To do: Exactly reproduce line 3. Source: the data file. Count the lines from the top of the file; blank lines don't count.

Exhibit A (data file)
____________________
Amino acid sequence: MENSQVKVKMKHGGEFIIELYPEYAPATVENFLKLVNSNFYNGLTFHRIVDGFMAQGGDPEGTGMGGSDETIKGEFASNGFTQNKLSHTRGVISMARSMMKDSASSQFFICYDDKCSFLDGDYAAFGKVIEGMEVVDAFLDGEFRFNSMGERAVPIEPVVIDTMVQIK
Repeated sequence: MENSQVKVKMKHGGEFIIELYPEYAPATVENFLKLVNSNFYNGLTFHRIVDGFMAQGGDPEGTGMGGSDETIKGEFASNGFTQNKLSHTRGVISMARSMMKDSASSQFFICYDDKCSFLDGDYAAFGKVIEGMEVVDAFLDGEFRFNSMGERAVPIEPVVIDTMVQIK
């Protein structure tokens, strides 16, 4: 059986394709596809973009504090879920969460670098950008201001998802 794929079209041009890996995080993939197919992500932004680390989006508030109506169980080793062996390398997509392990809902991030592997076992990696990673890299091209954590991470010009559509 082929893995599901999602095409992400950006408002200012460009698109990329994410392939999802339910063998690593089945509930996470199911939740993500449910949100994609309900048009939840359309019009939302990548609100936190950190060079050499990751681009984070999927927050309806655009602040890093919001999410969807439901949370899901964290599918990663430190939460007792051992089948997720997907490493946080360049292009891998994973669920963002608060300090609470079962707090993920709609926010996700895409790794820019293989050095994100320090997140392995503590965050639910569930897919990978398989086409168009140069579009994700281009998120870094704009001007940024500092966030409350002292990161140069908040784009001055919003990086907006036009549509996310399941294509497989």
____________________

């Protein structure tokens, strides 16, 4: 059986394709596809973009504090879920969460670098950008201001998802 794929079209041009890996995080993939197919992500932004680390989006508030109506169980080793062996390398997509392990809902991030592997076992990696990673890299091209954590991470010009559509 082929893995599901999602095409992400950006408002200012460009698109990329994410392939999802339910063998690593089945509930996470199911939740993500449910949100994609309900048009939840359309019009939302990548609100936190950190060079050499990751681009984070999927927050309806655009602040890093919001999410969807439901949370899901964290599918990663430190939460007792051992089948997720997907490493946080360049292009891998994973669920963002608060300090609470079962707090993920709609926010996700895409790794820019293989050095994100320090997140392995503590965050639910569930897919990978398989086409168009140069579009994700281009998120870094704009001007940024500092966030409350002292990161140069908040784009001055919003990086907006036009549509996310399941294509497989």